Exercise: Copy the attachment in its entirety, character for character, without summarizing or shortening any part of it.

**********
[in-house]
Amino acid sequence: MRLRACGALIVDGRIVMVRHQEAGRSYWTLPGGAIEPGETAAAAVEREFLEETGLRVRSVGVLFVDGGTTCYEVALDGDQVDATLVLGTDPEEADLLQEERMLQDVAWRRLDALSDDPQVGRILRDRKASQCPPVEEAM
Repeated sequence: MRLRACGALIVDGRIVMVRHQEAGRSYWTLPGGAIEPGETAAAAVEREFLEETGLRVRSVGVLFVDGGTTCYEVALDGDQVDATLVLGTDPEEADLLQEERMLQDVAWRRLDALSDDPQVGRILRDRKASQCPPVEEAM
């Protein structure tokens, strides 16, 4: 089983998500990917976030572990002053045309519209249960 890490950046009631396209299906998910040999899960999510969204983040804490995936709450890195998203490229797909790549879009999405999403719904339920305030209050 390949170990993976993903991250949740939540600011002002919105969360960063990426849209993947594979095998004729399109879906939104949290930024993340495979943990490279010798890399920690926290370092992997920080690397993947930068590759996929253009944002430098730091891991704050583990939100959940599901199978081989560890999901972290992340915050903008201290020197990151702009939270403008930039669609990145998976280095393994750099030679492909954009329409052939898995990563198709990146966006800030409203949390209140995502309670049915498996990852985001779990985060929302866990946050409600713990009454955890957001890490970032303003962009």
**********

[in-house]
Amino acid sequence: MRLRACGALIVDGRIVMVRHQEAGRSYWTLPGGAIEPGETAAAAVEREFLEETGLRVRSVGVLFVDGGTTCYEVALDGDQVDATLVLGTDPEEADLLQEERMLQDVAWRRLDALSDDPQVGRILRDRKASQCPPVEEAM
Repeated sequence: MRLRACGALIVDGRIVMVRHQEAGRSYWTLPGGAIEPGETAAAAVEREFLEETGLRVRSVGVLFVDGGTTCYEVALDGDQVDATLVLGTDPEEADLLQEERMLQDVAWRRLDALSDDPQVGRILRDRKASQCPPVEEAM
């Protein structure tokens, strides 16, 4: 089983998500990917976030572990002053045309519209249960 890490950046009631396209299906998910040999899960999510969204983040804490995936709450890195998203490229797909790549879009999405999403719904339920305030209050 390949170990993976993903991250949740939540600011002002919105969360960063990426849209993947594979095998004729399109879906939104949290930024993340495979943990490279010798890399920690926290370092992997920080690397993947930068590759996929253009944002430098730091891991704050583990939100959940599901199978081989560890999901972290992340915050903008201290020197990151702009939270403008930039669609990145998976280095393994750099030679492909954009329409052939898995990563198709990146966006800030409203949390209140995502309670049915498996990852985001779990985060929302866990946050409600713990009454955890957001890490970032303003962009």